Kevin Smith, chief curator at Haffenreffer Museum of Anthropology at Brown University in Rhode Island, says the Norsemen may have had contact with the Aboriginal Peoples a thousand years ago. He presented his findings in April at the annual meeting of the Society for American Archaeology. According to Smith, recent geochemical tests of a red stone-like flint used by the Vikings found at the L'Anse aux Meadows site on Newfoundland's Northern Peninsula show the flint came from a distinct volcanic formation in Notre Dame Bay on the island's northeast coast.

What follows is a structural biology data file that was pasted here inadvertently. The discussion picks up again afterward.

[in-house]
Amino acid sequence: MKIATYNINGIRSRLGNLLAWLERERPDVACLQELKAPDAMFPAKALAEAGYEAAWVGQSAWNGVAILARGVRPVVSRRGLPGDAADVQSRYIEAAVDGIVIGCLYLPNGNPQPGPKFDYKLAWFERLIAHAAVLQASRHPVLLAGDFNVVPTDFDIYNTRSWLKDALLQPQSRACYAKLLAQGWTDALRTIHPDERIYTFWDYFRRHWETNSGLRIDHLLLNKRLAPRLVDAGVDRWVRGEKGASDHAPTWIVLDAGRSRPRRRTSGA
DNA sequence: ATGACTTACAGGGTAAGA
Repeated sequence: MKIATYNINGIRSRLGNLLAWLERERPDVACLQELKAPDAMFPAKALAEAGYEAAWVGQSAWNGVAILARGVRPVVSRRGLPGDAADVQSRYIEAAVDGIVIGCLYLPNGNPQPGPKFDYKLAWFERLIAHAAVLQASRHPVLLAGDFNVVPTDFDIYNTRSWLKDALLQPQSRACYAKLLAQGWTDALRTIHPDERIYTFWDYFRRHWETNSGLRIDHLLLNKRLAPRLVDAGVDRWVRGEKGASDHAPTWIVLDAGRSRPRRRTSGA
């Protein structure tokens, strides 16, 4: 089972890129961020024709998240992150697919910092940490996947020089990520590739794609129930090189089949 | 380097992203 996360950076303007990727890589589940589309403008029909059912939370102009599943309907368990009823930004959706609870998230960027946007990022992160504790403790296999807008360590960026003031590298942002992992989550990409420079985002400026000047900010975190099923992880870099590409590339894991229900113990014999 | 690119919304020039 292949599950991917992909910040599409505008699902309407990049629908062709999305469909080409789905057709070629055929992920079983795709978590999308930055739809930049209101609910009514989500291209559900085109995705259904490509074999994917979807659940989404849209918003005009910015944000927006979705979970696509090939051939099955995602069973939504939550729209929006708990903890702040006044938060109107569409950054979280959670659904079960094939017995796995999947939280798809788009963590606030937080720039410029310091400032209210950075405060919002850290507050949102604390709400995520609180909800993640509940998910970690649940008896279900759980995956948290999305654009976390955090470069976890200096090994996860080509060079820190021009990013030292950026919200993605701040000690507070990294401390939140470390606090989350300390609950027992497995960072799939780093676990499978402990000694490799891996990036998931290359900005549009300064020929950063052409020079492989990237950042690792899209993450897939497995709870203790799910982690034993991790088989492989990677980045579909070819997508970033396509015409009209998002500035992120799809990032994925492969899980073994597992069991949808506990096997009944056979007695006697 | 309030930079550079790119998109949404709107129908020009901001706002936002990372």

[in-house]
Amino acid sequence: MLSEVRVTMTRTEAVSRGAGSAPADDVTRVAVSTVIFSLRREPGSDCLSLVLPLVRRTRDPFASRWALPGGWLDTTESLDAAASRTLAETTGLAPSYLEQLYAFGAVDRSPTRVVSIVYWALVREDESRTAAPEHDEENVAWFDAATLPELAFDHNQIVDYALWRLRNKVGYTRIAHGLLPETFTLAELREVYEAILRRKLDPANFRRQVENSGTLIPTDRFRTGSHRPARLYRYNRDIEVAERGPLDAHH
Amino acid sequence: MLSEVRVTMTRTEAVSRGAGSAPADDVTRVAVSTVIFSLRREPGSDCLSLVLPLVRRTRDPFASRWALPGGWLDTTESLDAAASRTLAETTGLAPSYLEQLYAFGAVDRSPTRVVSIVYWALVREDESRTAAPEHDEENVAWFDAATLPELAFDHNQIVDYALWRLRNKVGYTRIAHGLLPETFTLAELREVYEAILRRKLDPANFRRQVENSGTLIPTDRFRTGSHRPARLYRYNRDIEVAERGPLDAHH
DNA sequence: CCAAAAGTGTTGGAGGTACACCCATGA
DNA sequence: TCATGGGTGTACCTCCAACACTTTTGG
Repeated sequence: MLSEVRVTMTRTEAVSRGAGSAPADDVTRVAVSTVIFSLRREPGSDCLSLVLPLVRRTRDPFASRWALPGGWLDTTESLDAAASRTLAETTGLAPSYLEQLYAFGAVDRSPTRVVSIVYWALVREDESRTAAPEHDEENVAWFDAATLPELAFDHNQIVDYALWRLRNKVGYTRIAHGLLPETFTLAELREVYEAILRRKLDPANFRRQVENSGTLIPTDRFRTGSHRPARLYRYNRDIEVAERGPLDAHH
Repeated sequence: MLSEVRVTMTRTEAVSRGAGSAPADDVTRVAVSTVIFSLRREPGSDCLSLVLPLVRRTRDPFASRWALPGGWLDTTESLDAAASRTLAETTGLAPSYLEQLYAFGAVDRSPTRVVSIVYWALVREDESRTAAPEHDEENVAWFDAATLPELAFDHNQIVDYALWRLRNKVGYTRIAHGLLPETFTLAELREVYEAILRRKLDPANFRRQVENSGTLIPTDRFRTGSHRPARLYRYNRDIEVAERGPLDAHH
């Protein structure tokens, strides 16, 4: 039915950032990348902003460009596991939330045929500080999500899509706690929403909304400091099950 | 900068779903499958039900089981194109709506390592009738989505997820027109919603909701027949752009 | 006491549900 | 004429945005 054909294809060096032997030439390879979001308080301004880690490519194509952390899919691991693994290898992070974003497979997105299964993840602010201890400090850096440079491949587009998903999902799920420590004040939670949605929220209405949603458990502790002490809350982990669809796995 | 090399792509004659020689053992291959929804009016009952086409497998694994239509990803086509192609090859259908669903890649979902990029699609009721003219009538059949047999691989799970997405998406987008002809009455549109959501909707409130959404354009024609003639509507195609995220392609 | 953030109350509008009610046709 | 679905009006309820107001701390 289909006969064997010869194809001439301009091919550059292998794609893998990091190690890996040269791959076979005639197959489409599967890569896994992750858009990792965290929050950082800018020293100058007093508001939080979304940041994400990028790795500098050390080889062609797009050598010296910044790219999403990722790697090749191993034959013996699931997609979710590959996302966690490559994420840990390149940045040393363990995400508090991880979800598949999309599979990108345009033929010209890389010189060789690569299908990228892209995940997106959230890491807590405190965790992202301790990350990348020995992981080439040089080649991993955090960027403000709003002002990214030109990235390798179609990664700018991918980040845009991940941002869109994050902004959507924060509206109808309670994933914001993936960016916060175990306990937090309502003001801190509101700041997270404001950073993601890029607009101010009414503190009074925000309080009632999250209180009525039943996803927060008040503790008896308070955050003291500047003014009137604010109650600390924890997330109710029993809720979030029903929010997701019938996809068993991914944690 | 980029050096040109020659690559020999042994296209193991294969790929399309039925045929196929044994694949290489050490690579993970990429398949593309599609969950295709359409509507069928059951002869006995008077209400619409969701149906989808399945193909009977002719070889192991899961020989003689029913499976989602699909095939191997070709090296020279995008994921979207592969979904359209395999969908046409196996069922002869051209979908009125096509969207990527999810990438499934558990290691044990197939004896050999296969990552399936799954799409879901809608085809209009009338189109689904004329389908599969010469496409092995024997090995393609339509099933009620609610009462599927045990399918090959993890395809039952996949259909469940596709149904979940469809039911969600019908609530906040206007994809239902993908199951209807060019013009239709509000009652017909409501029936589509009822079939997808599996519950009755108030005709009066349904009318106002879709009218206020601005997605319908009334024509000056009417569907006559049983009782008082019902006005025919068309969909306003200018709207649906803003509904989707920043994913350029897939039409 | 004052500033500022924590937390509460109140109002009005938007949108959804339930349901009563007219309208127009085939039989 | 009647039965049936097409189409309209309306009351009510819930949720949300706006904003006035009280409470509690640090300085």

The discovery suggests the Vikings may have traveled hundreds of kilometers down the island's coast and into Beothuk territory. It's a theory consistent with Norse records that portray a confrontation between the Vikings and the Aboriginal Peoples in Vinland, which is what the Norse called Newfoundland...There is evidence from the L'Anse aux Meadows site that the Vikings travelled further south than Newfoundland, possibly into what — on today's maps — are other Atlantic provinces and the United States.
Click here for 'Who Lived at L'Anse aux Meadows?' by Kevin P. Smith.